NEWS
May 15, 1991
The Helping Hands Summer Program for children entering kindergarten through sixth grade will be offered from 9 a.m. to 3 p.m. Monday through Friday, July 1 to Aug. 8, at Phelps Luck Elementary School. Extended care is available.The program is designed to supplement summer school programs and recreational and day-care activities.Courses offered include language arts, mathematics, conversational Spanish for beginners, hands-on science, computer know-how, math for problem solvers, African-American history, language enrichment and sports.
NEWS
March 19, 2000
Area schools and literacy programs seek volunteers to help children and adults to improve reading skills and to assist in related projects. Among them are: A Whole New World, the Enoch Pratt Free Library's Internet program for children ages 9 to 14. Volunteers are needed at several branches around the city to teach children how to use the Internet and e-mail. Training for volunteers will be provided. Contact: Marion Hirsch, 410-396-9940. Paul's Place Outreach Center, 1118 Ward St., in Baltimore's Pigtown neighborhood, for an after-school program including homework and training in life skills for children ages 10 to 13, weekdays from 2: 45 p.m. to 5: 30 p.m.; a "Kids Place" program with activities teaching values from 9: 30 a.m. to 12: 15 p.m. Saturdays for children ages 6 to 11; and "Learning Corner" adult literacy program, 1 p.m. to 2 p.m. Mondays, Wednesdays and Thursdays.
NEWS
September 21, 2008
Children's classes at the Savage branch library, 9525 Durness Lane, include "Play Partners," a 20- to 30-minute program for infants through toddlers (age 23 months) with an adult, held at 10 a.m. and 11 a.m. Wednesdays, Oct. 1 through Nov. 19. Registration is not needed. "3, 2, FUN!" for ages 2 to 3 with an adult is offered at 10 a.m. Tuesdays, Oct. 7 through Nov. 18. Registration is not needed. "Picture Book Parade!" for the same age group, with an adult, will be offered at 7 p.m. Tuesdays, Oct. 7 through Nov. 18 (there will be no class Oct. 28)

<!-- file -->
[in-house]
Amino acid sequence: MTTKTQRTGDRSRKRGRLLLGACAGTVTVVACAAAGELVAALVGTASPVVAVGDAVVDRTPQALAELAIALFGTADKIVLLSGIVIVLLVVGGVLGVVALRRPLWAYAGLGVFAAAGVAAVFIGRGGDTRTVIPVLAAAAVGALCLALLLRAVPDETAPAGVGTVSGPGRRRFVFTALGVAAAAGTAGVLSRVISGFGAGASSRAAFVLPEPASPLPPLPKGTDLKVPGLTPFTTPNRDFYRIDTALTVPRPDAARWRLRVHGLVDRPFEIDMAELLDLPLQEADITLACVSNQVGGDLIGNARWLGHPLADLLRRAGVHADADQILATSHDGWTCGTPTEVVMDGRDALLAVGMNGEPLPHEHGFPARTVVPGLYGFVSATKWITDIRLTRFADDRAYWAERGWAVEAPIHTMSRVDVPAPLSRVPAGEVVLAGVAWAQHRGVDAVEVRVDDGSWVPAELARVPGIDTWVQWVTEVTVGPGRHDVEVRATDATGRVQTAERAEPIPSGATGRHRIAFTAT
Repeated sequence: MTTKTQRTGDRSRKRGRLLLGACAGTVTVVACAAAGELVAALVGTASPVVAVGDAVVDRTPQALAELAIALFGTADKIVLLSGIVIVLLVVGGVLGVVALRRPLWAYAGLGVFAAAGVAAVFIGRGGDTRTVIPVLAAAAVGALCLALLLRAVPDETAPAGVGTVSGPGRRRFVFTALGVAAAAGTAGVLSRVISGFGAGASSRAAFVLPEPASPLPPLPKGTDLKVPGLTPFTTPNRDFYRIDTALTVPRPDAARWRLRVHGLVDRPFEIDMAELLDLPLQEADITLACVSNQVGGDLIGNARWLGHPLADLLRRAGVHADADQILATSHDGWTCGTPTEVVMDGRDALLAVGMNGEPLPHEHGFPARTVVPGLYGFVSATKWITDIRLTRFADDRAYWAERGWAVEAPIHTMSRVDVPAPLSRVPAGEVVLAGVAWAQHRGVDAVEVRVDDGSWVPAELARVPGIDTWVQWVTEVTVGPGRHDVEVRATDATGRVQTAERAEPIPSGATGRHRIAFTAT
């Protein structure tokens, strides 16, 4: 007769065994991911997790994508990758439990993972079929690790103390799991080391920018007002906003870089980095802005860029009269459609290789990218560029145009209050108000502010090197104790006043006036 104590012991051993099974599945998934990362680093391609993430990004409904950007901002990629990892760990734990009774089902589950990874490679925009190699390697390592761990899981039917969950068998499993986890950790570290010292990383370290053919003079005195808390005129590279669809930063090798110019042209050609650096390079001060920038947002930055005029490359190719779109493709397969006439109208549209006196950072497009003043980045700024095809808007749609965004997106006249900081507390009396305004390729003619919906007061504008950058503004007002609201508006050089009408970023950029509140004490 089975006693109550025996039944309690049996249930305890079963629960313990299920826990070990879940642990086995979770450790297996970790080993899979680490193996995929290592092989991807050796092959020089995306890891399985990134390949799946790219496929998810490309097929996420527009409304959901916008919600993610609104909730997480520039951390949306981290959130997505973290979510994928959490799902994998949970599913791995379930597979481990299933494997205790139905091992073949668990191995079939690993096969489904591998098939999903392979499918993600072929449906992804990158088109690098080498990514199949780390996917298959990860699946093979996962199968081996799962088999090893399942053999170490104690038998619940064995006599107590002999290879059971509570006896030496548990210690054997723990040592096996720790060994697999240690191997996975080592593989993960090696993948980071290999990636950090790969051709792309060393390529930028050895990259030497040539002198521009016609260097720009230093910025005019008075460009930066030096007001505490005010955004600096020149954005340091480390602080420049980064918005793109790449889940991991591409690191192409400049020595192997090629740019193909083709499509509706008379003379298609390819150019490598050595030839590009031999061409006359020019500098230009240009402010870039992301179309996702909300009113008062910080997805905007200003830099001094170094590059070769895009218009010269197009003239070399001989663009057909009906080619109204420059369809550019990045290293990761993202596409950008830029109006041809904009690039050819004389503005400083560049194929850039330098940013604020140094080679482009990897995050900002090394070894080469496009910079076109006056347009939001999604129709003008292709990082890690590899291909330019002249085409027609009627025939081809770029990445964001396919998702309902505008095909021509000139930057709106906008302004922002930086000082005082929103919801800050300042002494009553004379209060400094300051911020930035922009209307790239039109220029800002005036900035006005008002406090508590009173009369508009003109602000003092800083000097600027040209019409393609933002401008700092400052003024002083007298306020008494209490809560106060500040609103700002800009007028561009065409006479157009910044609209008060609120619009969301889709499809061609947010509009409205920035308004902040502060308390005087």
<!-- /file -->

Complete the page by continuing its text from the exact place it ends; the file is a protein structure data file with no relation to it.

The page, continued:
NEWS
By Julie Bykowicz and Julie Bykowicz,Sun reporter | June 15, 2008
NEW YORK - It's 7:30 a.m., and Altheo Serrao's family has just arrived in Harlem from Staten Island, a two-hour journey by bus, ferry and subway. They do this every school day to be part of a program that isn't available anywhere else in New York City - or, for that matter, anywhere else in the country. Ezekiel, 8; Isaiah, 6; and Sarah, 5, are enrolled in the Harlem Children's Zone, an ambitious project that has staked out 97 blocks of Central Harlem and seeks to draft every single family into its tight network of health, parenting and educational services that extend from infancy to college.
FEATURES
By Tim Smith and Tim Smith,Sun music critic | May 21, 2008
When Marin Alsop began her tenure as music director of the Baltimore Symphony Orchestra last year, she put a high priority on developing educational projects that could bring together the institution and the surrounding community, especially those parts not being reached by the orchestra. Yesterday, Alsop announced the launch of OrchKids, an after-school music program spearheaded by the BSO, in conjunction with a partnership of city organizations, and pledged $100,000 of her own money to support it. Inspired by the success of the countrywide El Sistema program in Venezuela, which provides musical training and social outlets for several hundred thousand low-income children, OrchKids will begin as a pilot program with about 25 first-graders at Harriet Tubman Elementary in West Baltimore, starting in September.